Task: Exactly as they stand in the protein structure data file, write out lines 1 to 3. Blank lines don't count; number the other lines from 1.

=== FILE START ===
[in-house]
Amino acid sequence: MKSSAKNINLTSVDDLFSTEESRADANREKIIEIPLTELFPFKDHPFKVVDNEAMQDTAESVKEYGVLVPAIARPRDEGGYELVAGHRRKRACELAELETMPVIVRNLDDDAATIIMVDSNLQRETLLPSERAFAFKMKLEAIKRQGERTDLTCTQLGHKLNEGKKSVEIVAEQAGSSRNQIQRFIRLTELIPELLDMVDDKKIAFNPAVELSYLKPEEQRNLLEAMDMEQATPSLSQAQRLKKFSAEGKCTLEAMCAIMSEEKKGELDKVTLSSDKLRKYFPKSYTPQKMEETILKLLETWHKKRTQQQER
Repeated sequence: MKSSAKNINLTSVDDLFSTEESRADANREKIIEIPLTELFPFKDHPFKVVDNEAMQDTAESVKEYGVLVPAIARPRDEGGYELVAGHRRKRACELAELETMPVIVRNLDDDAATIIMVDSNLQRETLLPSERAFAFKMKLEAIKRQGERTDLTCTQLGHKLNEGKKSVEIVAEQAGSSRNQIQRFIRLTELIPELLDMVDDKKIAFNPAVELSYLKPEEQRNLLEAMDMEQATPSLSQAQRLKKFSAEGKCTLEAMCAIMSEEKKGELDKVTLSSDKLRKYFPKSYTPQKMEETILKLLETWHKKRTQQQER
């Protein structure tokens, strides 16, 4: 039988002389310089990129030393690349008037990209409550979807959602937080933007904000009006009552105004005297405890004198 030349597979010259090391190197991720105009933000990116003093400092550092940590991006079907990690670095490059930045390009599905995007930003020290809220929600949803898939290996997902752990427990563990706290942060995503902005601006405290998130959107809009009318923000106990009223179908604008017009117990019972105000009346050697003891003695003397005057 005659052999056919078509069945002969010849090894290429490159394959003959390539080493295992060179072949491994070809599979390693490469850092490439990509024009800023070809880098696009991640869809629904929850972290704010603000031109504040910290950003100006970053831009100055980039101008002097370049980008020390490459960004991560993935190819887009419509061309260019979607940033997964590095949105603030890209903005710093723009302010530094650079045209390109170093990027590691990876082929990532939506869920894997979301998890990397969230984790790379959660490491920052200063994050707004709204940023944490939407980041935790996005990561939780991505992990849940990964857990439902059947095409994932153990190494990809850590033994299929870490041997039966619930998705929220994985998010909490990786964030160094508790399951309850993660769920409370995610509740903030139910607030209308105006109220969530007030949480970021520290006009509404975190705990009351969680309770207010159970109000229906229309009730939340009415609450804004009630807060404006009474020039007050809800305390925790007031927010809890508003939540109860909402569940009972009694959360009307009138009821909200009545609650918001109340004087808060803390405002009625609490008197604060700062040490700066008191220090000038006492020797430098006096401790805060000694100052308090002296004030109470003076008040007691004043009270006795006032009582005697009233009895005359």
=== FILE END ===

[in-house]
Amino acid sequence: MKSSAKNINLTSVDDLFSTEESRADANREKIIEIPLTELFPFKDHPFKVVDNEAMQDTAESVKEYGVLVPAIARPRDEGGYELVAGHRRKRACELAELETMPVIVRNLDDDAATIIMVDSNLQRETLLPSERAFAFKMKLEAIKRQGERTDLTCTQLGHKLNEGKKSVEIVAEQAGSSRNQIQRFIRLTELIPELLDMVDDKKIAFNPAVELSYLKPEEQRNLLEAMDMEQATPSLSQAQRLKKFSAEGKCTLEAMCAIMSEEKKGELDKVTLSSDKLRKYFPKSYTPQKMEETILKLLETWHKKRTQQQER
Repeated sequence: MKSSAKNINLTSVDDLFSTEESRADANREKIIEIPLTELFPFKDHPFKVVDNEAMQDTAESVKEYGVLVPAIARPRDEGGYELVAGHRRKRACELAELETMPVIVRNLDDDAATIIMVDSNLQRETLLPSERAFAFKMKLEAIKRQGERTDLTCTQLGHKLNEGKKSVEIVAEQAGSSRNQIQRFIRLTELIPELLDMVDDKKIAFNPAVELSYLKPEEQRNLLEAMDMEQATPSLSQAQRLKKFSAEGKCTLEAMCAIMSEEKKGELDKVTLSSDKLRKYFPKSYTPQKMEETILKLLETWHKKRTQQQER